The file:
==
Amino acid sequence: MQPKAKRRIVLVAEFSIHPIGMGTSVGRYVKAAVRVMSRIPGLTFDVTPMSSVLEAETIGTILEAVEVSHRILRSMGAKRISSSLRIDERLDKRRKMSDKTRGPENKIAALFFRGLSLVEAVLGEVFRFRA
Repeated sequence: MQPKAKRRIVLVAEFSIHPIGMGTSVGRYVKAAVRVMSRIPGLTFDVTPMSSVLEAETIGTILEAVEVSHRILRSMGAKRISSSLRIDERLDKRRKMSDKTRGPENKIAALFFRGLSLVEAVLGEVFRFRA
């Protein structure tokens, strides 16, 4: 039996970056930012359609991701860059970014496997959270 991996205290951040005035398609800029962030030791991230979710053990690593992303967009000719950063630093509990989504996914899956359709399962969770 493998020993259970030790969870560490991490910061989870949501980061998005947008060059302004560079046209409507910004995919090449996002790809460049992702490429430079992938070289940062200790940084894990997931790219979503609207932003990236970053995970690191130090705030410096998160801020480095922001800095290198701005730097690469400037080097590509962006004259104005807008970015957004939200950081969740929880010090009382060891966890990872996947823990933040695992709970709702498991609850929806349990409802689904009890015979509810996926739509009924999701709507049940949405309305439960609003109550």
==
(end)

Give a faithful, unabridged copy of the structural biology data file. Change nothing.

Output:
Amino acid sequence: MQPKAKRRIVLVAEFSIHPIGMGTSVGRYVKAAVRVMSRIPGLTFDVTPMSSVLEAETIGTILEAVEVSHRILRSMGAKRISSSLRIDERLDKRRKMSDKTRGPENKIAALFFRGLSLVEAVLGEVFRFRA
Repeated sequence: MQPKAKRRIVLVAEFSIHPIGMGTSVGRYVKAAVRVMSRIPGLTFDVTPMSSVLEAETIGTILEAVEVSHRILRSMGAKRISSSLRIDERLDKRRKMSDKTRGPENKIAALFFRGLSLVEAVLGEVFRFRA
């Protein structure tokens, strides 16, 4: 039996970056930012359609991701860059970014496997959270 991996205290951040005035398609800029962030030791991230979710053990690593992303967009000719950063630093509990989504996914899956359709399962969770 493998020993259970030790969870560490991490910061989870949501980061998005947008060059302004560079046209409507910004995919090449996002790809460049992702490429430079992938070289940062200790940084894990997931790219979503609207932003990236970053995970690191130090705030410096998160801020480095922001800095290198701005730097690469400037080097590509962006004259104005807008970015957004939200950081969740929880010090009382060891966890990872996947823990933040695992709970709702498991609850929806349990409802689904009890015979509810996926739509009924999701709507049940949405309305439960609003109550």